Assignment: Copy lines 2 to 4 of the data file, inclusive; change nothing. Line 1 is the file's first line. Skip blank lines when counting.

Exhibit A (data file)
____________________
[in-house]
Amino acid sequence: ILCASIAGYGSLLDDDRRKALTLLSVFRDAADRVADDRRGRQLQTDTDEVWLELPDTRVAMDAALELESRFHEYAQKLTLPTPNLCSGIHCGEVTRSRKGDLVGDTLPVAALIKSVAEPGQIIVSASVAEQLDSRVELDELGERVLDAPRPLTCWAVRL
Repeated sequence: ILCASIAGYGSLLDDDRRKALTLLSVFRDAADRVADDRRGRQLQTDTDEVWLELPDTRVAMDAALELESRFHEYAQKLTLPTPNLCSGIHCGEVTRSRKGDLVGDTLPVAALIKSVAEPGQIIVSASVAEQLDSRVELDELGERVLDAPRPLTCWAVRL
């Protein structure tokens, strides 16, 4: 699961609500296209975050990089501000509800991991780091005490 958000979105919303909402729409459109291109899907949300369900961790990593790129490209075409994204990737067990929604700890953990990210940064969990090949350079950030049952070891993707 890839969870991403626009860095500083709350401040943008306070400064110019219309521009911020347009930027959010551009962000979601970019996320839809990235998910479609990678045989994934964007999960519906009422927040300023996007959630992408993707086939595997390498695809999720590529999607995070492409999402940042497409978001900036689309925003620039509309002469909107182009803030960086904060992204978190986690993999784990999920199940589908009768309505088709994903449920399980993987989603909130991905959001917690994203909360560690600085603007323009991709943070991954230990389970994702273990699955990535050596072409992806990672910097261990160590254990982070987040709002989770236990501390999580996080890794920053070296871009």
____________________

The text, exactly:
Amino acid sequence: ILCASIAGYGSLLDDDRRKALTLLSVFRDAADRVADDRRGRQLQTDTDEVWLELPDTRVAMDAALELESRFHEYAQKLTLPTPNLCSGIHCGEVTRSRKGDLVGDTLPVAALIKSVAEPGQIIVSASVAEQLDSRVELDELGERVLDAPRPLTCWAVRL
Repeated sequence: ILCASIAGYGSLLDDDRRKALTLLSVFRDAADRVADDRRGRQLQTDTDEVWLELPDTRVAMDAALELESRFHEYAQKLTLPTPNLCSGIHCGEVTRSRKGDLVGDTLPVAALIKSVAEPGQIIVSASVAEQLDSRVELDELGERVLDAPRPLTCWAVRL
């Protein structure tokens, strides 16, 4: 699961609500296209975050990089501000509800991991780091005490 958000979105919303909402729409459109291109899907949300369900961790990593790129490209075409994204990737067990929604700890953990990210940064969990090949350079950030049952070891993707 890839969870991403626009860095500083709350401040943008306070400064110019219309521009911020347009930027959010551009962000979601970019996320839809990235998910479609990678045989994934964007999960519906009422927040300023996007959630992408993707086939595997390498695809999720590529999607995070492409999402940042497409978001900036689309925003620039509309002469909107182009803030960086904060992204978190986690993999784990999920199940589908009768309505088709994903449920399980993987989603909130991905959001917690994203909360560690600085603007323009991709943070991954230990389970994702273990699955990535050596072409992806990672910097261990160590254990982070987040709002989770236990501390999580996080890794920053070296871009």